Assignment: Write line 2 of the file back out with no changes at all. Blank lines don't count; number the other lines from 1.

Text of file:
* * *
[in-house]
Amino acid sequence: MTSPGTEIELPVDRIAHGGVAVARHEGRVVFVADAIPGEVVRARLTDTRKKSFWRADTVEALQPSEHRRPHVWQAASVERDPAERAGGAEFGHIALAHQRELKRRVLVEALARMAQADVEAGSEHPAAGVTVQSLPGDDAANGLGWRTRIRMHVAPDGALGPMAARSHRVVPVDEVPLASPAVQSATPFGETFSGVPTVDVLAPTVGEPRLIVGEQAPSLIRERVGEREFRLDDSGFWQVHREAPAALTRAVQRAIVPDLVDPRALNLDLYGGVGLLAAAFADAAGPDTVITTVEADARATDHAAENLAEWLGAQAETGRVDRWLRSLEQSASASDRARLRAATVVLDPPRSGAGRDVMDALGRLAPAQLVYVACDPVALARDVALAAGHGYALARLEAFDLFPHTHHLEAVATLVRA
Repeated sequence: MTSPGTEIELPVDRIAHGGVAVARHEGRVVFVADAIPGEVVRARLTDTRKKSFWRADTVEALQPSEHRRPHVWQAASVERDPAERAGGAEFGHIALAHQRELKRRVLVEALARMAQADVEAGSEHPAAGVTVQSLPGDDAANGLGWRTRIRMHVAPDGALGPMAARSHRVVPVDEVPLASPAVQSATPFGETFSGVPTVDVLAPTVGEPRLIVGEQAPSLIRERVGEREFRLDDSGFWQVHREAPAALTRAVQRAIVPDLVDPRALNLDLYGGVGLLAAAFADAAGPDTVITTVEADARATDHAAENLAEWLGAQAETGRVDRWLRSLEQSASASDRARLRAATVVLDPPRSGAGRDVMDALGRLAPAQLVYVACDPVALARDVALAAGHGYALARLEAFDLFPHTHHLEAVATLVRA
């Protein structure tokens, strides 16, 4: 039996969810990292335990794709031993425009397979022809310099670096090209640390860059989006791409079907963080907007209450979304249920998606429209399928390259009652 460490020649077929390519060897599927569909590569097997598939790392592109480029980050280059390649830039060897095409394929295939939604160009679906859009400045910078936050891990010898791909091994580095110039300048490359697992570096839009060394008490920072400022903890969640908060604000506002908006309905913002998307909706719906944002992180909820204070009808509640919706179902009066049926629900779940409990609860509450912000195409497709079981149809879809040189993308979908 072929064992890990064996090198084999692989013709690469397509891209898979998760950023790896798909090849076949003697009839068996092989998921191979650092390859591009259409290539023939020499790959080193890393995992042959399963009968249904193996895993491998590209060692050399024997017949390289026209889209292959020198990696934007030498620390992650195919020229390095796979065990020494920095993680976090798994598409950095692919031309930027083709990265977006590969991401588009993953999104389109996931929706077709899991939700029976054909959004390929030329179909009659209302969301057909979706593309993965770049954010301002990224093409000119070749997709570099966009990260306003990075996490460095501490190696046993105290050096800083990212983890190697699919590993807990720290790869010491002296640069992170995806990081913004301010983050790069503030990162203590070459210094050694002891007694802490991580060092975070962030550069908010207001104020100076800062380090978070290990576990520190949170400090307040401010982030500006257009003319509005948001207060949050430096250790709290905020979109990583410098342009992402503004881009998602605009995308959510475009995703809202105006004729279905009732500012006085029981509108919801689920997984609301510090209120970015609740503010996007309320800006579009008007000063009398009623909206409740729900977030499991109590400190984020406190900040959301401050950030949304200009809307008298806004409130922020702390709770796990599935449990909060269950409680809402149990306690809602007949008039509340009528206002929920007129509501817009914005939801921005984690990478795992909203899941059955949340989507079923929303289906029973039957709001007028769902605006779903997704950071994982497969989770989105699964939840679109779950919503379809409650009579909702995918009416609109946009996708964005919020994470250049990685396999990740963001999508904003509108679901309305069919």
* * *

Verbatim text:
Amino acid sequence: MTSPGTEIELPVDRIAHGGVAVARHEGRVVFVADAIPGEVVRARLTDTRKKSFWRADTVEALQPSEHRRPHVWQAASVERDPAERAGGAEFGHIALAHQRELKRRVLVEALARMAQADVEAGSEHPAAGVTVQSLPGDDAANGLGWRTRIRMHVAPDGALGPMAARSHRVVPVDEVPLASPAVQSATPFGETFSGVPTVDVLAPTVGEPRLIVGEQAPSLIRERVGEREFRLDDSGFWQVHREAPAALTRAVQRAIVPDLVDPRALNLDLYGGVGLLAAAFADAAGPDTVITTVEADARATDHAAENLAEWLGAQAETGRVDRWLRSLEQSASASDRARLRAATVVLDPPRSGAGRDVMDALGRLAPAQLVYVACDPVALARDVALAAGHGYALARLEAFDLFPHTHHLEAVATLVRA